Financial Times columnist Lucy Kellaway once wrote, “No management idea is too ridiculous not to be tried in practice.” That observation may apply to economic ideas as well.
Just last week, when discussing economic stimulus programs, I stressed that to be effective, they needed to lead to consumption. If, as with the tax rebates of last summer, stimulus packages are used to reduce debt, it doesn’t help economic output.
A reader then suggested that the government distribute Wal-Mart discount coupons, although I jokingly noted even those could be hoarded and used as an alternative currency.
Someone in Taiwan is apparently thinking along similar lines. From (hat tip reader Razzz):
Everyone in Taiwan will be given more than 100 US dollars in shopping vouchers in a government bid to boost the economy amid the global credit crisis, the prime minister announced Tuesday.
Under the scheme, the island’s 23 million people regardless of age or wealth will be given 3,600 Taiwan dollars (109 US)…those people who donated their coupons would be able to file for tax deductions.
It is expected to be implemented as early as January in time for the Lunar New Year holidays which will begin on January 26.
“The programme is aimed at boosting the economy … and is expected to contribute to a 0.64 percent increase in 2009 GDP,” Liu said.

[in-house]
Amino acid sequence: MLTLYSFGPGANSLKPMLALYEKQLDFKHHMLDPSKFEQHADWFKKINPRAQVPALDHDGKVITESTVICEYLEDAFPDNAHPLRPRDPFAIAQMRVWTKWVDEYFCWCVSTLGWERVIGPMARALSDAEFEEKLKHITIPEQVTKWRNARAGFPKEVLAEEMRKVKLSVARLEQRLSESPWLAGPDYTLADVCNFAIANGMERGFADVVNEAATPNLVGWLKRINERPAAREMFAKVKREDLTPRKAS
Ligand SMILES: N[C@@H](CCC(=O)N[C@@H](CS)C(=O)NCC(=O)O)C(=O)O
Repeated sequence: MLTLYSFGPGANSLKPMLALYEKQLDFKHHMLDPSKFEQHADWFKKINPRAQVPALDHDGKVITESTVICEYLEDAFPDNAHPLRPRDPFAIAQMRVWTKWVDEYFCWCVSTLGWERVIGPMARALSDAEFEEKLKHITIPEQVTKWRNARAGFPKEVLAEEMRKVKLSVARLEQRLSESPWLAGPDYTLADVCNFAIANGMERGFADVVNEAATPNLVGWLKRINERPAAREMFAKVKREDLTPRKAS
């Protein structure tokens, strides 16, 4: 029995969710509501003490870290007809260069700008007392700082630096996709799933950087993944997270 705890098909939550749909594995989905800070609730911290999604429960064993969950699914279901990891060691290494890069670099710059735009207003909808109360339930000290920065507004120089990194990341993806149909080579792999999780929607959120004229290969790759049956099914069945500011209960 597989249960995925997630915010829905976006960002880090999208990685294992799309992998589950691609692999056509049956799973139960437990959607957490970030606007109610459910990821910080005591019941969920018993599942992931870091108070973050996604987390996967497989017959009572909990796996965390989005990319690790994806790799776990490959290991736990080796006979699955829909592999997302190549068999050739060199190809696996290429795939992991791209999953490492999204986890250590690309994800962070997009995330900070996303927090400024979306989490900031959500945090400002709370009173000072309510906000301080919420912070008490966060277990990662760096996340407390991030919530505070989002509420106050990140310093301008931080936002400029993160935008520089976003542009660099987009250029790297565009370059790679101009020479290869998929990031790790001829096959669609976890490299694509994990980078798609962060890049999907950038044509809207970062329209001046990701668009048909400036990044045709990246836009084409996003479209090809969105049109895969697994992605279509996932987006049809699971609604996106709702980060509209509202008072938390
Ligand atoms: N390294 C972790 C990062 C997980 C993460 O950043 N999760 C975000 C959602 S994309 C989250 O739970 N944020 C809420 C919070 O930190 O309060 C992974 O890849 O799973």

Taiwan’s gross domestic product growth is projected at 5.08 percent for 2009 according to government figures, after an estimated 4.30 percent for 2008.
However, analysts and businessmen were more sceptical.
“I can’t see that the programme will have much impact on the GDP. If people can’t make their ends meet, they won’t be encouraged to spend more just by getting the vouchers,” said Johnny Lee, an analyst at President Securities…
The vouchers, which will expire in December 2009, can be used at registered retail stores, supermarkets and restaurants, officials said.
The scheme, proposed by the island’s top economics planning body, the Council for Economic Planning and Development, is based on a similar initiative launched by Japan in 1999…
October exports, the engine of the economy, fell 8.3 percent from a year earlier, largely on falling demand for electronic and precision products amid the global economic slump.
The figures, together with an updated IMF forecast, prompted Taiwan’s central bank to further lower interest rates by 25 basis points last week — the fourth cut in just over a month.
The International Monetary Fund earlier this month predicted that advanced economies — major export markets of Taiwan — would shrink next year under pressure from the global credit squeeze, forcing a new round of European interest rate cuts.
The government lowered its economic growth forecast for 2008 to 4.30 percent from 4.78 percent, but an increasing number of economists and analysts regard the revision as too optimistic given the current economic turmoil.